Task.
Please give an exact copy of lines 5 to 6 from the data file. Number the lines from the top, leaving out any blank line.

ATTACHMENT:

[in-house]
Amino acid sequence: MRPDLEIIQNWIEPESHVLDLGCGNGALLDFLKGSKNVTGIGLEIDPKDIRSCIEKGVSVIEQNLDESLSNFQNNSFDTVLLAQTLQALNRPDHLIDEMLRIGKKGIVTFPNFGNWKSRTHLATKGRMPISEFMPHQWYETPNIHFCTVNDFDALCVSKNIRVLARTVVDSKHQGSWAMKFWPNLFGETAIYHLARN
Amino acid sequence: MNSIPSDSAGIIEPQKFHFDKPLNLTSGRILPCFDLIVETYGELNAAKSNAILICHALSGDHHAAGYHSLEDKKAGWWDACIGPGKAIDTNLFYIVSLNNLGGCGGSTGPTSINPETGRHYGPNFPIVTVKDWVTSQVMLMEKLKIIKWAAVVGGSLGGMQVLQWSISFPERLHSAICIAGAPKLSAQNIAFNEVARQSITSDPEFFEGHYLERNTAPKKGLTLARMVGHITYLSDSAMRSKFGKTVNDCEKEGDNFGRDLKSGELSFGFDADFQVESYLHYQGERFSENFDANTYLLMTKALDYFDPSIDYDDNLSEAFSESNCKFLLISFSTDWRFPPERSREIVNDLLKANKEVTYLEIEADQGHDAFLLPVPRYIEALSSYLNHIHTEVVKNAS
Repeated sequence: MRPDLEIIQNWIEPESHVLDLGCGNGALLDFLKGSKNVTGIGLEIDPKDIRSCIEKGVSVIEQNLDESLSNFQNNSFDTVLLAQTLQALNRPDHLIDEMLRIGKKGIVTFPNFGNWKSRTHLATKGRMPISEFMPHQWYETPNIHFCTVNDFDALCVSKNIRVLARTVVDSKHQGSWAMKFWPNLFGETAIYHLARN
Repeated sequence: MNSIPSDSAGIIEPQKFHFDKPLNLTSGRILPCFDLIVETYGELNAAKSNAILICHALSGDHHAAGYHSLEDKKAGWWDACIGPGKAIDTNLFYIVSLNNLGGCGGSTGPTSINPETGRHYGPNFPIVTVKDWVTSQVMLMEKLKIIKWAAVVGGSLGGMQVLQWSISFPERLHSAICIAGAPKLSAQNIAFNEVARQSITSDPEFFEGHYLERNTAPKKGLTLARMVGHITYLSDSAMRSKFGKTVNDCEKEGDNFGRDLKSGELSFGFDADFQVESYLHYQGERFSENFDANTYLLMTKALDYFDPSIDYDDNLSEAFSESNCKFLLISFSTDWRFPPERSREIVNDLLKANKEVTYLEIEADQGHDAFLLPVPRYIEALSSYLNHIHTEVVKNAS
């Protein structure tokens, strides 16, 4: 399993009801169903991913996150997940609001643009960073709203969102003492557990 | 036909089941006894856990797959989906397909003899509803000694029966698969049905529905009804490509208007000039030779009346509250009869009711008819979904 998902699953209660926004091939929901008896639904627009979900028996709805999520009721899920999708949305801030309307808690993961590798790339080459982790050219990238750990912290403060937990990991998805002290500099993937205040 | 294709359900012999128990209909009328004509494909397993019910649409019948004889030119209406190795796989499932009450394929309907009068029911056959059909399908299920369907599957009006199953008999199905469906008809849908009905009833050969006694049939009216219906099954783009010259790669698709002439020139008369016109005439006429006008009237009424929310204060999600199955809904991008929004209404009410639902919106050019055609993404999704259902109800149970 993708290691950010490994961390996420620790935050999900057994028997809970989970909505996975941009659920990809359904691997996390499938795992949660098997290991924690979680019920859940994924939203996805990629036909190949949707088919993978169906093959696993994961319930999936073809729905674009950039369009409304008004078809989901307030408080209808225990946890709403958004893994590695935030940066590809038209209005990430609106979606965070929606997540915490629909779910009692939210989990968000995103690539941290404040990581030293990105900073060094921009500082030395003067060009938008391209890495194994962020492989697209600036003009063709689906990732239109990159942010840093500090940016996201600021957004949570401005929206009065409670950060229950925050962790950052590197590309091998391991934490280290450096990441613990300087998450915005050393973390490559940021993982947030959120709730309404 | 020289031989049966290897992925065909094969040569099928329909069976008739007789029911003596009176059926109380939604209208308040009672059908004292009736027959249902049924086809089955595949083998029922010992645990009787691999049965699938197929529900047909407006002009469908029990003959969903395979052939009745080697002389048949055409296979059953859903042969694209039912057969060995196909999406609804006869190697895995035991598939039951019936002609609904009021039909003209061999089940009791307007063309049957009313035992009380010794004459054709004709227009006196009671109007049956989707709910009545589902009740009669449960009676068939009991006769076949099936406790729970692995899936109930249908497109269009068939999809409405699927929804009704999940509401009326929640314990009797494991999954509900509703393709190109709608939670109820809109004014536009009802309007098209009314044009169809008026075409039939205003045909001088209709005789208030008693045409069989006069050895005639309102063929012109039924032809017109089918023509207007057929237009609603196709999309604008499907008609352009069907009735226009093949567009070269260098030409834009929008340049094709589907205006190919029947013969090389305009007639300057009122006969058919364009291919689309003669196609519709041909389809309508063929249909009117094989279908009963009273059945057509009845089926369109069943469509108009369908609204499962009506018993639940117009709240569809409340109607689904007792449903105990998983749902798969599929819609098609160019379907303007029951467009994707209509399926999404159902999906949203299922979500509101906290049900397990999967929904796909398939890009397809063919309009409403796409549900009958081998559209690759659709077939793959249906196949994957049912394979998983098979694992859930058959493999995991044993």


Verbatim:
Repeated sequence: MNSIPSDSAGIIEPQKFHFDKPLNLTSGRILPCFDLIVETYGELNAAKSNAILICHALSGDHHAAGYHSLEDKKAGWWDACIGPGKAIDTNLFYIVSLNNLGGCGGSTGPTSINPETGRHYGPNFPIVTVKDWVTSQVMLMEKLKIIKWAAVVGGSLGGMQVLQWSISFPERLHSAICIAGAPKLSAQNIAFNEVARQSITSDPEFFEGHYLERNTAPKKGLTLARMVGHITYLSDSAMRSKFGKTVNDCEKEGDNFGRDLKSGELSFGFDADFQVESYLHYQGERFSENFDANTYLLMTKALDYFDPSIDYDDNLSEAFSESNCKFLLISFSTDWRFPPERSREIVNDLLKANKEVTYLEIEADQGHDAFLLPVPRYIEALSSYLNHIHTEVVKNAS
């Protein structure tokens, strides 16, 4: 399993009801169903991913996150997940609001643009960073709203969102003492557990 | 036909089941006894856990797959989906397909003899509803000694029966698969049905529905009804490509208007000039030779009346509250009869009711008819979904 998902699953209660926004091939929901008896639904627009979900028996709805999520009721899920999708949305801030309307808690993961590798790339080459982790050219990238750990912290403060937990990991998805002290500099993937205040 | 294709359900012999128990209909009328004509494909397993019910649409019948004889030119209406190795796989499932009450394929309907009068029911056959059909399908299920369907599957009006199953008999199905469906008809849908009905009833050969006694049939009216219906099954783009010259790669698709002439020139008369016109005439006429006008009237009424929310204060999600199955809904991008929004209404009410639902919106050019055609993404999704259902109800149970 993708290691950010490994961390996420620790935050999900057994028997809970989970909505996975941009659920990809359904691997996390499938795992949660098997290991924690979680019920859940994924939203996805990629036909190949949707088919993978169906093959696993994961319930999936073809729905674009950039369009409304008004078809989901307030408080209808225990946890709403958004893994590695935030940066590809038209209005990430609106979606965070929606997540915490629909779910009692939210989990968000995103690539941290404040990581030293990105900073060094921009500082030395003067060009938008391209890495194994962020492989697209600036003009063709689906990732239109990159942010840093500090940016996201600021957004949570401005929206009065409670950060229950925050962790950052590197590309091998391991934490280290450096990441613990300087998450915005050393973390490559940021993982947030959120709730309404 | 020289031989049966290897992925065909094969040569099928329909069976008739007789029911003596009176059926109380939604209208308040009672059908004292009736027959249902049924086809089955595949083998029922010992645990009787691999049965699938197929529900047909407006002009469908029990003959969903395979052939009745080697002389048949055409296979059953859903042969694209039912057969060995196909999406609804006869190697895995035991598939039951019936002609609904009021039909003209061999089940009791307007063309049957009313035992009380010794004459054709004709227009006196009671109007049956989707709910009545589902009740009669449960009676068939009991006769076949099936406790729970692995899936109930249908497109269009068939999809409405699927929804009704999940509401009326929640314990009797494991999954509900509703393709190109709608939670109820809109004014536009009802309007098209009314044009169809008026075409039939205003045909001088209709005789208030008693045409069989006069050895005639309102063929012109039924032809017109089918023509207007057929237009609603196709999309604008499907008609352009069907009735226009093949567009070269260098030409834009929008340049094709589907205006190919029947013969090389305009007639300057009122006969058919364009291919689309003669196609519709041909389809309508063929249909009117094989279908009963009273059945057509009845089926369109069943469509108009369908609204499962009506018993639940117009709240569809409340109607689904007792449903105990998983749902798969599929819609098609160019379907303007029951467009994707209509399926999404159902999906949203299922979500509101906290049900397990999967929904796909398939890009397809063919309009409403796409549900009958081998559209690759659709077939793959249906196949994957049912394979998983098979694992859930058959493999995991044993």